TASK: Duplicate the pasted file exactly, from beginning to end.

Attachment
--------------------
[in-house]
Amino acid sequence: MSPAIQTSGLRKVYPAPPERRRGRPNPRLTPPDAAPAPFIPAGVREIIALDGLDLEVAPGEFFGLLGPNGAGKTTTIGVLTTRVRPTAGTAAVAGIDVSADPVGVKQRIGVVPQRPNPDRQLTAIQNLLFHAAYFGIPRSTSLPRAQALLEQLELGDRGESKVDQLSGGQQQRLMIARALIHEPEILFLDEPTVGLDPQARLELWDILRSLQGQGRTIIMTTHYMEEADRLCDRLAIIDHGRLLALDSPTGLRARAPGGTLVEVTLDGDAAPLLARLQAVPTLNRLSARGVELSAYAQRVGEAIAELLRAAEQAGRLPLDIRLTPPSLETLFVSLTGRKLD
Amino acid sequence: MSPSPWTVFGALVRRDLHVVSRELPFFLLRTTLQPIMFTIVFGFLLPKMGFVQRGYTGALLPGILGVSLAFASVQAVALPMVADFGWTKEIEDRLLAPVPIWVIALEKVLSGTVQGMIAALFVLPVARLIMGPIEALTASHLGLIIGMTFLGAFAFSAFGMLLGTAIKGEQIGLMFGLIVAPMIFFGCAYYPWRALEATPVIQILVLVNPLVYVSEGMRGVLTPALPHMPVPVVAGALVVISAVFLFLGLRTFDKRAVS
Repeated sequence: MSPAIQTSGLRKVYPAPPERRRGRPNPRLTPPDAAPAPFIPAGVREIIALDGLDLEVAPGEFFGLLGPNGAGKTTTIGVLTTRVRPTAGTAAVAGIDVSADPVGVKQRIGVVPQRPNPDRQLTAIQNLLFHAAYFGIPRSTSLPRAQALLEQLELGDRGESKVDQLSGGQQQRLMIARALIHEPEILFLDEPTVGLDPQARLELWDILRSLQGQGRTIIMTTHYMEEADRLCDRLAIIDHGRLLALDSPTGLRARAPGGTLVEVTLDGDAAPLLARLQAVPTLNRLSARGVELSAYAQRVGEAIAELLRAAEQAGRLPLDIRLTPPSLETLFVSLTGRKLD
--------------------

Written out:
[in-house]
Amino acid sequence: MSPAIQTSGLRKVYPAPPERRRGRPNPRLTPPDAAPAPFIPAGVREIIALDGLDLEVAPGEFFGLLGPNGAGKTTTIGVLTTRVRPTAGTAAVAGIDVSADPVGVKQRIGVVPQRPNPDRQLTAIQNLLFHAAYFGIPRSTSLPRAQALLEQLELGDRGESKVDQLSGGQQQRLMIARALIHEPEILFLDEPTVGLDPQARLELWDILRSLQGQGRTIIMTTHYMEEADRLCDRLAIIDHGRLLALDSPTGLRARAPGGTLVEVTLDGDAAPLLARLQAVPTLNRLSARGVELSAYAQRVGEAIAELLRAAEQAGRLPLDIRLTPPSLETLFVSLTGRKLD
Amino acid sequence: MSPSPWTVFGALVRRDLHVVSRELPFFLLRTTLQPIMFTIVFGFLLPKMGFVQRGYTGALLPGILGVSLAFASVQAVALPMVADFGWTKEIEDRLLAPVPIWVIALEKVLSGTVQGMIAALFVLPVARLIMGPIEALTASHLGLIIGMTFLGAFAFSAFGMLLGTAIKGEQIGLMFGLIVAPMIFFGCAYYPWRALEATPVIQILVLVNPLVYVSEGMRGVLTPALPHMPVPVVAGALVVISAVFLFLGLRTFDKRAVS
Repeated sequence: MSPAIQTSGLRKVYPAPPERRRGRPNPRLTPPDAAPAPFIPAGVREIIALDGLDLEVAPGEFFGLLGPNGAGKTTTIGVLTTRVRPTAGTAAVAGIDVSADPVGVKQRIGVVPQRPNPDRQLTAIQNLLFHAAYFGIPRSTSLPRAQALLEQLELGDRGESKVDQLSGGQQQRLMIARALIHEPEILFLDEPTVGLDPQARLELWDILRSLQGQGRTIIMTTHYMEEADRLCDRLAIIDHGRLLALDSPTGLRARAPGGTLVEVTLDGDAAPLLARLQAVPTLNRLSARGVELSAYAQRVGEAIAELLRAAEQAGRLPLDIRLTPPSLETLFVSLTGRKLD